In a LSE talk entitled "Russia and Europe: new neighbours defining a new neighbourhood," EBRD President Lemierre points to contradicting perceptions in both the business and political spheres as a major source of growing tensions between Europe and its neighbour Russia. The event was chaired by former EBRD chief economist, Professor Willem Buiter.
In his opening remarks Mr Lemierre pointed towards a stark paradox in EU-Russian relations. “Today Russia is more Western-minded than it has ever been”, he said. But at the same time there are growing tensions. To paint a fair and honest picture of EU-Russian relations, we have to look at both the European and Russian viewpoints, Mr Lemierre said. We need to go beyond emotions and headlines to understand the real issues.
Mr Lemierre stressed that perceptions play an important part in these growing tensions. The two sides of Europe don’t read the 90s in the same way, he said. In the West, the 90s are viewed as the beginning of a new era; in Russia the 90s are perceived as years of poverty, a decrease of life expectancy and political and economic humiliation. Russians challenge the decision taken in the early 90s to move towards a liberal market economy, which was implemented in a harsh way, Mr Lemierre said. “We need to acknowledge this if we want to improve relations.”
Perceptions in the business and political spheres also differ, Mr Lemierre said. The business community generally takes a positive view on developments in Russia, but in the political sphere it’s a different debate. It’s about pipelines, relations with neighbouring countries, and the freedom of press. All this creates a complicated picture of EU-Russian relations.
Energy dependence and tension
A further source of both tension and mutual dependence is energy, Mr Lemierre said. It is the main link between Europe and Russia, with Europe importing 25 per cent of its gas from Russia. There is a general uneasiness in Europe about the dependence on Russian energy supplies. But the relationship is by no means one-sided, Mr Lemierre stressed. He speculated that Europe could move to diversify its sources of energy, through, for example, nuclear power or renewable energy and would not necessarily continue to maintain the same degree of reliance on a single source. Relations on this key concern of energy should therefore avoid antagonism and strive for mutual arrangements, he said.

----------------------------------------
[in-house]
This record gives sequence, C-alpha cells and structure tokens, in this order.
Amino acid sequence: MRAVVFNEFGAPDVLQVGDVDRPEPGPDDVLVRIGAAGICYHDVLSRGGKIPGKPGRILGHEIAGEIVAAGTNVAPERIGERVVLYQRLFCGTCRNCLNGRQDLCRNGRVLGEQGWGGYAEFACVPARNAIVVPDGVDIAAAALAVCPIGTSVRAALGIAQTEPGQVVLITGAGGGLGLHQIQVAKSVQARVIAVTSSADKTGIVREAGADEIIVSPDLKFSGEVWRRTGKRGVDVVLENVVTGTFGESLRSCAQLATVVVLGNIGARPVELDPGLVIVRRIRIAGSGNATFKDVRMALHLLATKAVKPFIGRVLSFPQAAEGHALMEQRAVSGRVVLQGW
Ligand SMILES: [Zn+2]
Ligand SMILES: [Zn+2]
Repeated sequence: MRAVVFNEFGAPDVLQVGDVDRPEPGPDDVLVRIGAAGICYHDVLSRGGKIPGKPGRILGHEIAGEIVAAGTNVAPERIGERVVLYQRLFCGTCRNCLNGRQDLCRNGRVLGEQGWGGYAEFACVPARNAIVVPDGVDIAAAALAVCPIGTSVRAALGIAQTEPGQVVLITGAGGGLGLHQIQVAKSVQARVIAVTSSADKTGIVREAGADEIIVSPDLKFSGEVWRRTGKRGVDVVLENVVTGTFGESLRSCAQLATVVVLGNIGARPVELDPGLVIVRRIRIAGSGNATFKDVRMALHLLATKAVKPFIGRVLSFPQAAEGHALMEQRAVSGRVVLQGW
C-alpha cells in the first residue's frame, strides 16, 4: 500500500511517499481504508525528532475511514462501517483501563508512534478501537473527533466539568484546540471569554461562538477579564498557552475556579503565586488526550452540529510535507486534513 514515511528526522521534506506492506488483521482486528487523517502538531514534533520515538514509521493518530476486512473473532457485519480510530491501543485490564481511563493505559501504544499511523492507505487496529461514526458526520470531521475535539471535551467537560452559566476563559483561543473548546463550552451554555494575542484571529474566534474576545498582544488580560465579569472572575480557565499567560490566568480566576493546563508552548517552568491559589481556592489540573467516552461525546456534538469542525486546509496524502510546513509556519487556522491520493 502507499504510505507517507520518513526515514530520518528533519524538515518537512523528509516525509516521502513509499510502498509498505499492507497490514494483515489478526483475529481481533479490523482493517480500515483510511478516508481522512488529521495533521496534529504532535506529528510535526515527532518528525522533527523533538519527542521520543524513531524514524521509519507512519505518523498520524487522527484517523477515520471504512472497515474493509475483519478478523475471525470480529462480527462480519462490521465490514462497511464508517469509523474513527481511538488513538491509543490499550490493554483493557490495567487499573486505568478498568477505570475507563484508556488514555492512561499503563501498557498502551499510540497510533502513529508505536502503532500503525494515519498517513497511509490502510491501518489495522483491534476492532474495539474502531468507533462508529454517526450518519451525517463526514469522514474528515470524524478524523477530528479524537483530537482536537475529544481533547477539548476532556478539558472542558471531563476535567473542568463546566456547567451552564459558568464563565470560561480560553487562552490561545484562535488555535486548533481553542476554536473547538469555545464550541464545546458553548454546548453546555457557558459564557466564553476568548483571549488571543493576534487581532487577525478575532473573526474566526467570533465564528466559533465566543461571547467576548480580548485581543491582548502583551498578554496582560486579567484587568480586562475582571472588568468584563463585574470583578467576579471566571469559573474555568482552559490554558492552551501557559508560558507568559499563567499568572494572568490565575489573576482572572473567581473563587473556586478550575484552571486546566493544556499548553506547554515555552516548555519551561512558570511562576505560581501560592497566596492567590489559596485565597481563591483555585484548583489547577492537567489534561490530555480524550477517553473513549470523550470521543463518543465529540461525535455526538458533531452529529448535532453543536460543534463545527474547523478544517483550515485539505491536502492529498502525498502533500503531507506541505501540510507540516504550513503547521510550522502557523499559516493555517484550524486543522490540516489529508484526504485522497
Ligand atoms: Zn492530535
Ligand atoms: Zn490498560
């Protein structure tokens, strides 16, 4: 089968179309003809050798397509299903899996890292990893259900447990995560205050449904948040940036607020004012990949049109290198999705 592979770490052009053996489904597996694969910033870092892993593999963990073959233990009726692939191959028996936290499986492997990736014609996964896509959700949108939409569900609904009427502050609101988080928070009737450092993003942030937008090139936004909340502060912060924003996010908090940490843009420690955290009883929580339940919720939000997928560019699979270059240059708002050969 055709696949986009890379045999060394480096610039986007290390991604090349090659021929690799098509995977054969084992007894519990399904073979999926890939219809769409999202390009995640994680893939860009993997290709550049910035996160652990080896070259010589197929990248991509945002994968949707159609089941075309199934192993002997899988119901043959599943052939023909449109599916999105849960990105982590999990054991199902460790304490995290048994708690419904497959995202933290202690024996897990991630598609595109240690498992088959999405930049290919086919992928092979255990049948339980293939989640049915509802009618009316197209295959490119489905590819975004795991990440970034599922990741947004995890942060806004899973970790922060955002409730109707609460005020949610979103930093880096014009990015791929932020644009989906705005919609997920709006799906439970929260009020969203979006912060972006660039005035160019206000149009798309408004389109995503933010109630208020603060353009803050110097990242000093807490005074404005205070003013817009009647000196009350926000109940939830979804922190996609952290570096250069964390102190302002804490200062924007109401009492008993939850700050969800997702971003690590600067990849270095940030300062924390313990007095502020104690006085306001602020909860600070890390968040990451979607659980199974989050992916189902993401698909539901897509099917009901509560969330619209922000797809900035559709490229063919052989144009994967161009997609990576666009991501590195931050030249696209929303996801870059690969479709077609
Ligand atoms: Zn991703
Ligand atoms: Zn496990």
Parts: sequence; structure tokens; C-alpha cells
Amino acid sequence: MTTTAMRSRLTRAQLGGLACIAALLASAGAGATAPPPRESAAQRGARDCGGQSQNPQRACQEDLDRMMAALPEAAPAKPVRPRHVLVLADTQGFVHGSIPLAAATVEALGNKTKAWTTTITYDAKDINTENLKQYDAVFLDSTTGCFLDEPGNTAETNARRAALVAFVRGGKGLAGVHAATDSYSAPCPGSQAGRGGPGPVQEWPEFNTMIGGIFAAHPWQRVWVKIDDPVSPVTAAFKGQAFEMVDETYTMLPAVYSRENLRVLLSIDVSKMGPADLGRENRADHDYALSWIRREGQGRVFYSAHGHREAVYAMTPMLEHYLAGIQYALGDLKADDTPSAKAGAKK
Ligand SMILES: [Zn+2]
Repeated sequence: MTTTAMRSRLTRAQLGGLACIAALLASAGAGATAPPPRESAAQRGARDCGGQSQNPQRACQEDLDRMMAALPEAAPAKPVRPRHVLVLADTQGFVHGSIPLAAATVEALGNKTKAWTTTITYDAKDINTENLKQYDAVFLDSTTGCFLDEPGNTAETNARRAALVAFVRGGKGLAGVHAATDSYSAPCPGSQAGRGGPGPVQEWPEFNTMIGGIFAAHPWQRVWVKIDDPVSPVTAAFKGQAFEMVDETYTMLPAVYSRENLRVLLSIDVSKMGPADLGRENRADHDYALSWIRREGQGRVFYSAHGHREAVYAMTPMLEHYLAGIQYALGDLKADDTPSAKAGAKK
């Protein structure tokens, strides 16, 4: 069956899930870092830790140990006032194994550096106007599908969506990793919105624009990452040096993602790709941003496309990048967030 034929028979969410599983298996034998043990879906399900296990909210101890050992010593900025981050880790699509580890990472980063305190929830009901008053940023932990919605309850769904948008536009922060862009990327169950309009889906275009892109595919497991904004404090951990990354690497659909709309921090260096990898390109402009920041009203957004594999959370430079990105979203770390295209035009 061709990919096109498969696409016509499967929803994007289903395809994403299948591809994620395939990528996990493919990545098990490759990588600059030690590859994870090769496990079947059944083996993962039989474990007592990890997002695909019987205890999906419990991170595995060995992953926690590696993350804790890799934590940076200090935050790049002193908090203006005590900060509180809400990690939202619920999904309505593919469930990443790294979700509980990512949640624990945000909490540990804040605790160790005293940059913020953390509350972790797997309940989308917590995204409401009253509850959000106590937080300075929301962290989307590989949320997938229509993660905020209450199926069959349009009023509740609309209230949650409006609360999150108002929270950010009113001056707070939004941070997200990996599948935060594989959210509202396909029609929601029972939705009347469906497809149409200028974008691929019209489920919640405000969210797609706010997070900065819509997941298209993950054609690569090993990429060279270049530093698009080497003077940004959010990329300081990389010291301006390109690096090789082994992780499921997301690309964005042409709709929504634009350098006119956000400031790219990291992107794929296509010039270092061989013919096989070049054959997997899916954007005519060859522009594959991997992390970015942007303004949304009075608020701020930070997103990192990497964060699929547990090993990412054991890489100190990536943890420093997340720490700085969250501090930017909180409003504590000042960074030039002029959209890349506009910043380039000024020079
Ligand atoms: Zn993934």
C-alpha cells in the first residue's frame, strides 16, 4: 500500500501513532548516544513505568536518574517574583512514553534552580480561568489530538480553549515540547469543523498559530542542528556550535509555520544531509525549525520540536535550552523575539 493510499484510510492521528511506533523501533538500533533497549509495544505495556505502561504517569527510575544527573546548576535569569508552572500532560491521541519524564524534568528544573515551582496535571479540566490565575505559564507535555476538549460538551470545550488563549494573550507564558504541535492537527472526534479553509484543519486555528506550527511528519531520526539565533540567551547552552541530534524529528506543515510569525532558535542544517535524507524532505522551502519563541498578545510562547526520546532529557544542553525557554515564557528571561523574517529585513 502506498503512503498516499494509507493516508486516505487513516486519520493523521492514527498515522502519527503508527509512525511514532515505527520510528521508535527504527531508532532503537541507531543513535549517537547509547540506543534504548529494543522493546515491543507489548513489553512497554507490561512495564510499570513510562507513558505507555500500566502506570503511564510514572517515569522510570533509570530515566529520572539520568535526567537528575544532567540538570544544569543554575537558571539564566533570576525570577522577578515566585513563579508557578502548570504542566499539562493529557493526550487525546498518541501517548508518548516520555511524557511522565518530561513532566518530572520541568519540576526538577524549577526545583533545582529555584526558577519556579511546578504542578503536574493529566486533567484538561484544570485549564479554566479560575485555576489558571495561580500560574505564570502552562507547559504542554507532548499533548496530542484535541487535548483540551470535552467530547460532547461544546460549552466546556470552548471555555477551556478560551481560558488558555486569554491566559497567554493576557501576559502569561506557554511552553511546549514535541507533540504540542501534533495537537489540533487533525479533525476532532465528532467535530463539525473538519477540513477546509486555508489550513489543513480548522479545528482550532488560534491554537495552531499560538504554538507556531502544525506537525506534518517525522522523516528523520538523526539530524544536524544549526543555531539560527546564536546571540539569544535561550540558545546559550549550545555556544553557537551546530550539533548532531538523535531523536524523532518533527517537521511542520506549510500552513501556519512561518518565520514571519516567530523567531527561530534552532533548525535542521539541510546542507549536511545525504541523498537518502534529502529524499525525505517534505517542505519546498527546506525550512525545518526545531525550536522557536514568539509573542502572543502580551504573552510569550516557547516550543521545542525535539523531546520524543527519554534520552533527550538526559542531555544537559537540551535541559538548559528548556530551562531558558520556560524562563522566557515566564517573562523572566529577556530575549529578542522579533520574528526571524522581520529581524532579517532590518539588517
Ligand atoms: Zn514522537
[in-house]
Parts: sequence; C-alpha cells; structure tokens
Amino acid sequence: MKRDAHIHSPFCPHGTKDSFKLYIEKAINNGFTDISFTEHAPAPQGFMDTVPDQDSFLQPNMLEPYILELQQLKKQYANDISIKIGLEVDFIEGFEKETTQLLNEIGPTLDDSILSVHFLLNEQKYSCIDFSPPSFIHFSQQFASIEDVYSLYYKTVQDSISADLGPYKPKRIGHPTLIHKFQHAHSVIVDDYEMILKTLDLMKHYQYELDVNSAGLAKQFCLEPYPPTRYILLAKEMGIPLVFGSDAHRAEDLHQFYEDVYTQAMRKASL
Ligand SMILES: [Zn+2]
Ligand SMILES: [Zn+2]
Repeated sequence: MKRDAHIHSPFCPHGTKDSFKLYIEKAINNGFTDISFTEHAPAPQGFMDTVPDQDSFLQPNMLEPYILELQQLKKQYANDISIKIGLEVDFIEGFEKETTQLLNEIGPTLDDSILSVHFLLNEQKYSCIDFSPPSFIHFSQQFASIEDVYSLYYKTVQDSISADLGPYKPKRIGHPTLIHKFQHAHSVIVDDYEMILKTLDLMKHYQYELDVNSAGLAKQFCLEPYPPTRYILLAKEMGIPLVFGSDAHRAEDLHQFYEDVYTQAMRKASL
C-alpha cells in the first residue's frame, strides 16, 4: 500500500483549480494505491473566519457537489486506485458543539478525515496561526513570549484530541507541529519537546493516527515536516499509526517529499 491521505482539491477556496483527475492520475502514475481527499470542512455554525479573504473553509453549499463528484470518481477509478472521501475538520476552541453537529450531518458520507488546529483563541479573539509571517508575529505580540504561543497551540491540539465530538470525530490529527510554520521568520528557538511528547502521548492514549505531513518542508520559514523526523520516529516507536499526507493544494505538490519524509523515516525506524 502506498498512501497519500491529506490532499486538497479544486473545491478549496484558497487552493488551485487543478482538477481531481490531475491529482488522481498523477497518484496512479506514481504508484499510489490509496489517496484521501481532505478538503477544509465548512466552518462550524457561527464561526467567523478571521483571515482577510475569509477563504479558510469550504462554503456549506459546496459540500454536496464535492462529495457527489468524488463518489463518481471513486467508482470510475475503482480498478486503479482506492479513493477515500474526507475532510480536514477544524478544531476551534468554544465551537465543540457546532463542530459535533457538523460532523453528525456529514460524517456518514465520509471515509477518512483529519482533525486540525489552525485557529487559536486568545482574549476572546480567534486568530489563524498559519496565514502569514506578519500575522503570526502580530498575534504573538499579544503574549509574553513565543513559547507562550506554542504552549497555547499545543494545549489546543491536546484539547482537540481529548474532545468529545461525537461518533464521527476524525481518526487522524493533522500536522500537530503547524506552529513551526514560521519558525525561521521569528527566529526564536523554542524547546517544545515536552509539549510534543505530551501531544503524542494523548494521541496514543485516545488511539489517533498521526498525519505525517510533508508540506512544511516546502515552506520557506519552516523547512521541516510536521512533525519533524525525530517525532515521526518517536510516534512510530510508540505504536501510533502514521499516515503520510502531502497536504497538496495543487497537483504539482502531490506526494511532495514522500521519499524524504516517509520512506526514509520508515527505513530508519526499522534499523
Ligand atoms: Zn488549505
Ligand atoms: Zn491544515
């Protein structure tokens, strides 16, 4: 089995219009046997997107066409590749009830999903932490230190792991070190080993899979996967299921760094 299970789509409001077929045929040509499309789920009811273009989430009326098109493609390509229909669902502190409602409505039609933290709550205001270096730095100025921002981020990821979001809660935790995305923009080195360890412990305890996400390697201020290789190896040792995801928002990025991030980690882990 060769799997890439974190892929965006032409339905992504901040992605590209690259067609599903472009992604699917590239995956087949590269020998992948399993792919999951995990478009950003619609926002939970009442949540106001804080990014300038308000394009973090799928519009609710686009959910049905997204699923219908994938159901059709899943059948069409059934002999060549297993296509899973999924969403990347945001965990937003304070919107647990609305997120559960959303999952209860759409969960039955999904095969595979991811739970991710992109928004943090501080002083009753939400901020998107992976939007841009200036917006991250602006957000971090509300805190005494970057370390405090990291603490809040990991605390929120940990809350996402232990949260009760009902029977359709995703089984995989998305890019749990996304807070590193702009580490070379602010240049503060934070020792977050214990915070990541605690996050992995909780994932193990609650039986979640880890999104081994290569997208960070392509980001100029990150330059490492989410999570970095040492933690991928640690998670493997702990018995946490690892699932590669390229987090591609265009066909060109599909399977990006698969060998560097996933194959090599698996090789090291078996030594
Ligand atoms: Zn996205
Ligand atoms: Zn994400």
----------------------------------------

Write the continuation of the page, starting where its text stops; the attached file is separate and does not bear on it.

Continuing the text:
For long-term stability, Mr Lemierre emphasised the need for Russia to diversify its economy. With its rich resource of oil and gas, Russia runs the risk of Dutch-disease, and is working hard to protect itself from this ‘resource curse’ where high petroleum prices weaken the rest of the economy.
Russia knows that very few countries have succeeded in building a strong economy dependent on oil and gas, he said. The main driving challenge for Russia is therefore to rebuild an economy based on industry and services. To do so it must invest in education, skill and knowledge-management. In this the EBRD can play a key-role, by bringing in investors, helping in the fight against corruption and structuring the micro economy. Diversification is a crucial challenge for both sides of Europe, he said.
Promoting entrepreneurship and the private sector
To do that, Mr Lemierre said the EBRD is moving towards the regions and promoting the rule of law was crucial. “Are we neutral?” Mr Lemierre asked prompted by a student question, “No, we don’t want to be neutral, we want to bring quality. We want to promote entrepreneurship and the private sector in Russia.” While there are not yet many entrepreneurs, but mainly managers trained in the West, we can begin to speak of a middle-class in Russia, he said. They have the same hopes and questions and express clear needs of a middle-class, including access to cheap and quality Western products, good healthcare, knowledge and training, the ability to travel and access to housing. A striving middle-class, endorsing the values of the rule of law and market economy, is vital for promoting democracy, Mr Lemierre said.
Mr Lemierre concluded that Russia will play a growing role in the global economy, citing WTO membership as a key incentive and driving element for both the Russian economy and relations with Europe. While many questions remain, a positive dialogue will create value he said. Remaining optimistic despite current tensions, he said Europe should remain honest in its relationship with Russia and hope that the election results will bring a new, positive, agenda of cooperation.